What you need to know
The recent Sydney WorldPride was a milestone moment in connecting a regional and global movement. However, the growing LGBTQ collective movements in Asia, do not guarantee proportionate or linear improvements in the lives of LGBTQ people in the region.
By Brenda R. Alegre
I come from the Philippines and as a transgender woman in a predominantly Christian society, it is somehow a paradox that regardless how conservative and colonial our collective is, there seem to be so many LGBTQ Filipinos. There is no gender recognition law in the Philippines, just like in Indonesia and Malaysia, which are both predominantly Muslim societies. There are also no same-sex union laws in these three countries, unlike the recent victory of Taiwan towards marriage equality.
Taiwan’s marriage equality and having recently mounted one of the largest pride events in Asia also predates striking down of the anti-sodomy law of Singapore (377A) and the 2023 court victory of two transgender men in Hong Kong to change their gender markers on their identity cards without the coercive medical surgeries such as sterilisation, among other victories.
These few instances, however, and the growing LGBTQ collective movements in Asia, do not guarantee proportionate or linear improvements in the lives of LGBTQ people in the region. The Sydney WorldPride 2023 event held in late February and early March was a chance to open opportunities for us to learn what journeys have worked and what else we can take.
As a transwoman, or transpinay (transgender women from the Philippines), now living in Hong Kong as a lecturer and researcher, WorldPride offered me a vivid experience. I was invited by the SWP and Equality Australia organising team to be among the plenary speakers and a panelist in other thematic sessions. This was part of the SWP Human Rights Conference as a precursor to the conference proper. The week-long activities provided me and hundreds of other scholars, activists, advocates, and allies from different countries to come together and celebrate the Sydney Gay and Lesbian Mardi Gras, and international WorldPride, which was hosted by Copenhagen in 2021 and Sydney in 2023.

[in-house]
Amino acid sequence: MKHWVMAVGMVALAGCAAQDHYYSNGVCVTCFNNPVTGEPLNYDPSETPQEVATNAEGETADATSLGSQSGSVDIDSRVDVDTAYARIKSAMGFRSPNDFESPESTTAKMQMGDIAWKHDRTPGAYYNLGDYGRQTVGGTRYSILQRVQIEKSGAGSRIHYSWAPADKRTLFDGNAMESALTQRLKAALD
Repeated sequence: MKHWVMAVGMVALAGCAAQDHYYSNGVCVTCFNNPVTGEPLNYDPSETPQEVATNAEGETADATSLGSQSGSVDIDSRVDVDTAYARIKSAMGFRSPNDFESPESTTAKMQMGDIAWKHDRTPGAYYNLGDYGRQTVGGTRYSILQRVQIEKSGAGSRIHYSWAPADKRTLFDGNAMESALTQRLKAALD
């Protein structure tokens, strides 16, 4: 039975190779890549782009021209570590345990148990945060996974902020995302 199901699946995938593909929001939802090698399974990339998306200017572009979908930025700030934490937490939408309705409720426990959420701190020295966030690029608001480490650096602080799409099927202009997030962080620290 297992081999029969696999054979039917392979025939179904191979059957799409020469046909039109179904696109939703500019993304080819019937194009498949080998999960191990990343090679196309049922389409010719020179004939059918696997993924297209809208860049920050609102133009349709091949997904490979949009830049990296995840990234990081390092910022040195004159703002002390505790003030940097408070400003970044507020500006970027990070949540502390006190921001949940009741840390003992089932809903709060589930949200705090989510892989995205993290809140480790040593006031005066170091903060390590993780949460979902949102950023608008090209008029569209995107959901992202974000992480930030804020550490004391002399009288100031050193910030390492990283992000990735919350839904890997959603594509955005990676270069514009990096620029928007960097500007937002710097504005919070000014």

Many acknowledged that the latest international WorldPride event was the biggest and perhaps most memorable, and for me, having attended 2021 virtually and the 2019 New York WorldPride in person, this was indeed the best. The acknowledgement of country at the commencement of sessions was important as part of a broader reminder of how LGBTQ have always been part of societies that once celebrated diversity, equity and inclusion, and how colonisation and imperialism caused erasures, marginalisation, and oppression across the world with labels such as people of colour, migrants, people with neurodiversity, and LGBTQ people, among others. Upon arrival at Sydney Airport, being greeted by Pride images such as rainbows and the SWP slogans and posters made me feel welcomed. All these images and reminders of our queer celebrations carry a transnational message of safety – especially for some of us in countries or cities that are not very safe for LGBTQs.
This stretches beyond Asia. In the United States, for example, states such as Florida, Texas, Montana, and Tennessee among others have introduced policies or shifts in social tones that we LGBTQs would deem as unfriendly or phobic. (Incidentally, Washington, DC will be the 2025 host for WorldPride.)
Those gathered in Sydney also acknowledged how Asia and the Pacific Islands, and the Global South societies were once pioneers of diversity and yet for many years have struggled to fight for freedoms, recognition, opportunities, and human rights. This was extended by the chance to build new partnerships and learn from other movements in different parts of the world about how LGBTQ people can individually and collectively continue fighting for social, political, and overall progress that truly reflects diversity, equality, equitability, and inclusion.
It serves as a reminder of what Pride truly means to us – a celebration of the victories, an assessment of our realities, and a hope for our shared brighter futures beyond the rainbows.
This article originally appeared in the Lowy Interpreter. The News Lens has been authorized to republish this article.
TNL Editor: TJ Ting (@thenewslensintl)
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